‘I provide care for patients with leukaemia who have done particularly badly when infected with Covid-19. I have also used a retrovirus during my PhD research into leukaemia.
‘Managing a viral pandemic is completely different from fighting against acts of aggression by military or terrorist organisations. There is no persuasive argument for secrecy when managing a healthcare crisis.
‘Successful science and healthcare provision depend on transparency, peer review, collaboration and engagement with the public.
‘I believe that if the Government had followed the Cygnus Exercise by engaging transparently with health and social care partners, with industry and with the public, then many of the deaths of my heroic healthcare colleagues and the wider public during the Covid-19 pandemic could have been avoided.
‘For this reason, I strongly believe that we need to see transparency throughout the entire process of preparation and delivery of care during this pandemic, including the social care sector and NHS Nightingale Hospitals.
‘It is important to bear in mind that Covid-19 represents a progression in a series of viral pandemics during the last ten years, and there remains the possibility of future pandemics with novel viruses.
‘Full disclosure of the Cygnus Report is essential because it can inform not only the management of this crisis and its aftermath, but also help us plan for future influenza pandemics.’
Leigh Day solicitor Tessa Gregory said: ‘Our client believes that the NHS workforce and the wider public has a right to know what Exercise Cygnus made clear to the Department of Health and Social Care about what needed to be done to keep NHS staff and the public safe in a pandemic.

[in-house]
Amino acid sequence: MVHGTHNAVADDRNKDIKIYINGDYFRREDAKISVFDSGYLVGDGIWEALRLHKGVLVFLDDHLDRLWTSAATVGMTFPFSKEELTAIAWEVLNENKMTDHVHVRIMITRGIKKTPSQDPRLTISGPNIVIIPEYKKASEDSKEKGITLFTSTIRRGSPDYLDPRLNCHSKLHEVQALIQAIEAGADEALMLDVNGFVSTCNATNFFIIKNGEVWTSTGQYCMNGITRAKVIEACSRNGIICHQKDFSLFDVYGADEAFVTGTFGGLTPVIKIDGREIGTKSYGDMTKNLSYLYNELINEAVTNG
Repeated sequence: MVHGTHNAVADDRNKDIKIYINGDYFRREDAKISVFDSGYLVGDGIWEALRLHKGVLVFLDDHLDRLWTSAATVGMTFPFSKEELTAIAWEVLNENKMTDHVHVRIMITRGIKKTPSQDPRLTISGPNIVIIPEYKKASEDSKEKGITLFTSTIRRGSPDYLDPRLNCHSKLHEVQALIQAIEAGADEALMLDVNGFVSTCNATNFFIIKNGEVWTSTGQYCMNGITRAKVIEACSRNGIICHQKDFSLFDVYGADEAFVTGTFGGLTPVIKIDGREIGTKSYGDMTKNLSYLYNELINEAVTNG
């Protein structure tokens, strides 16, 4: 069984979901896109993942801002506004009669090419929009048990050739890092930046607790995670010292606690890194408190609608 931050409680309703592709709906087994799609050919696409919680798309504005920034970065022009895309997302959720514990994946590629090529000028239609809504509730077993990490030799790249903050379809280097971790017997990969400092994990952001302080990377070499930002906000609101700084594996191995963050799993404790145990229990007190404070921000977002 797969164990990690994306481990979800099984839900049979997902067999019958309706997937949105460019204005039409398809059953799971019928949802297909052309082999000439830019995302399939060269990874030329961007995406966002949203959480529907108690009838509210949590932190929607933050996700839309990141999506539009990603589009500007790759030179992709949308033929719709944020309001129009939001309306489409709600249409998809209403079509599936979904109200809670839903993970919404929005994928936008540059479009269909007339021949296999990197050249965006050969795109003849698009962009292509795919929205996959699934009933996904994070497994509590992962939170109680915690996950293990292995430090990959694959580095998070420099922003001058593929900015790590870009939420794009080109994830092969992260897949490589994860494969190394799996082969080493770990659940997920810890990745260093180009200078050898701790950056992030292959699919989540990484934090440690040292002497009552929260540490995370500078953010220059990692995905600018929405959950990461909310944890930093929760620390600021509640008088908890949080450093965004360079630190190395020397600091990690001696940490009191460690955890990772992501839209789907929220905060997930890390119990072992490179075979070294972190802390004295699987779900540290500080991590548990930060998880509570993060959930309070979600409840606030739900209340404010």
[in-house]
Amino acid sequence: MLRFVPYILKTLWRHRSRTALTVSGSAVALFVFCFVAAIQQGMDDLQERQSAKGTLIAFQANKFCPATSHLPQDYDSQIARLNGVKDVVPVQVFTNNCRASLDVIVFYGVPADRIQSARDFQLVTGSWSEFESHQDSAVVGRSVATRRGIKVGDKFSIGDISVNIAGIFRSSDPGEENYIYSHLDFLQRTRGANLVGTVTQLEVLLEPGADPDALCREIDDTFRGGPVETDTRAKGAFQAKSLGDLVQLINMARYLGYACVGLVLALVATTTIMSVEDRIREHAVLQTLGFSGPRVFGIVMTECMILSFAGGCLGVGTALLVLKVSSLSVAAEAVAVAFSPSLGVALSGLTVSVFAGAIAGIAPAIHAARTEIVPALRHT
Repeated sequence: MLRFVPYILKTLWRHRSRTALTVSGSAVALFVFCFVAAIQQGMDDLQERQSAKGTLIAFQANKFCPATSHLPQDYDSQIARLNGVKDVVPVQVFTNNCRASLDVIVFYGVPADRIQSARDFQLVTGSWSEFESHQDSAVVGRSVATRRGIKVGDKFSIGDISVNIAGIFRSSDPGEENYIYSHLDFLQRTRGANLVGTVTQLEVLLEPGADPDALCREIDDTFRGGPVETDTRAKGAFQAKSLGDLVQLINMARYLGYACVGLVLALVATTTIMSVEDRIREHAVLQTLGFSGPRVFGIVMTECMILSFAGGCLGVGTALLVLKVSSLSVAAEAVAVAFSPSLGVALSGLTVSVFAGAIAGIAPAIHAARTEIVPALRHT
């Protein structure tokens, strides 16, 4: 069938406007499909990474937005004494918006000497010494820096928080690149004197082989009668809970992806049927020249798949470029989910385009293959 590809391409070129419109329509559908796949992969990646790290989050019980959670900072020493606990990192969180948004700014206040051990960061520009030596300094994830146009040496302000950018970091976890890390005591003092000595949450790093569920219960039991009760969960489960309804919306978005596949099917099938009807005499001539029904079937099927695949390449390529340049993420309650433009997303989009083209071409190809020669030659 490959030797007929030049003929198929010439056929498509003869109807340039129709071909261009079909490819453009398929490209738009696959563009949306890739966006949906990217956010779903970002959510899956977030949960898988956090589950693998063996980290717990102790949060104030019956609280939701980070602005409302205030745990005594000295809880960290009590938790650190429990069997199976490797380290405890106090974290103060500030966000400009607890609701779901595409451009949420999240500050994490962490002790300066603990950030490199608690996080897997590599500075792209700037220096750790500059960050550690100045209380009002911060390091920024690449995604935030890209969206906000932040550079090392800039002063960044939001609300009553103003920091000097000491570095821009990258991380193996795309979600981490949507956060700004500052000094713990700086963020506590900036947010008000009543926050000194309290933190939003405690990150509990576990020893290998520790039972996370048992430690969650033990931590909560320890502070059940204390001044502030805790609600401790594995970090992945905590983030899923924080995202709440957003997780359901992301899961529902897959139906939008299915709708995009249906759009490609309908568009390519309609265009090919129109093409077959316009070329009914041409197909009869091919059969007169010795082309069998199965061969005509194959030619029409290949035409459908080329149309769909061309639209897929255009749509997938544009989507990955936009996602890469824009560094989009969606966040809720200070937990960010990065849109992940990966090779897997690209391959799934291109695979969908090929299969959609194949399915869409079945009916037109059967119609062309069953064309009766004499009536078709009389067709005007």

‘The exercise was carried out precisely in order to anticipate the kind of situation we now find ourselves in.
‘It beggars belief that the information the exercise revealed is now being kept hidden when a public debate about its contents may well inform important decisions about how to best protect lives going forward.’
The full details of what happened during the exercise remain classified, but the country’s then Chief Medical Officer stated that serious problems would be caused during a pandemic thanks to the lack of medical ventilators and the logistics around disposing of bodies.
The exercise showed that a flu-like pandemic could cause the NHS to collapse.
Foreign Secretary Dominic Raab last week declined to commit to publishing the Cygnus findings.
He said it was not something that ‘springs to mind’ when asked during the Downing Street press conference if he had read the results of the October 2016 exercise.
In 2011, the Government set out its approach to a coronavirus-like pandemic in a UK Influenza Pandemic Preparedness Strategy.
Planning was driven in part by an assessment of a ‘reasonable worst case’ scenario and covered the need to stockpile medicines and equipment, and prepare hospitals for a surge in patients with the disease.
This was backed up by a Health and Social Care Influenza Pandemic Preparedness and Response document produced a year later, which drew from the experience of the H1N1 influenza (swine flu) outbreak in 2009.
In 2013, influenza pandemic guidance was issued for local planners which warned of the possibility of school closures in such an event.
Public Health England’s (PHE) Pandemic Influenza Response Plan was published in 2014 and highlighted procedures for rolling out stockpiles of PPE as well as the use of ‘just in time’ procurement to supplement them.
Then in October 2016, the Government ran the three-day Cygnus exercise that tested the country’s ability to handle an influenza pandemic.
The findings from the Cygnus exercise have not been made public, but they revealed a shortage of critical care beds and PPE – and that the subsequent recommendations were not acted upon.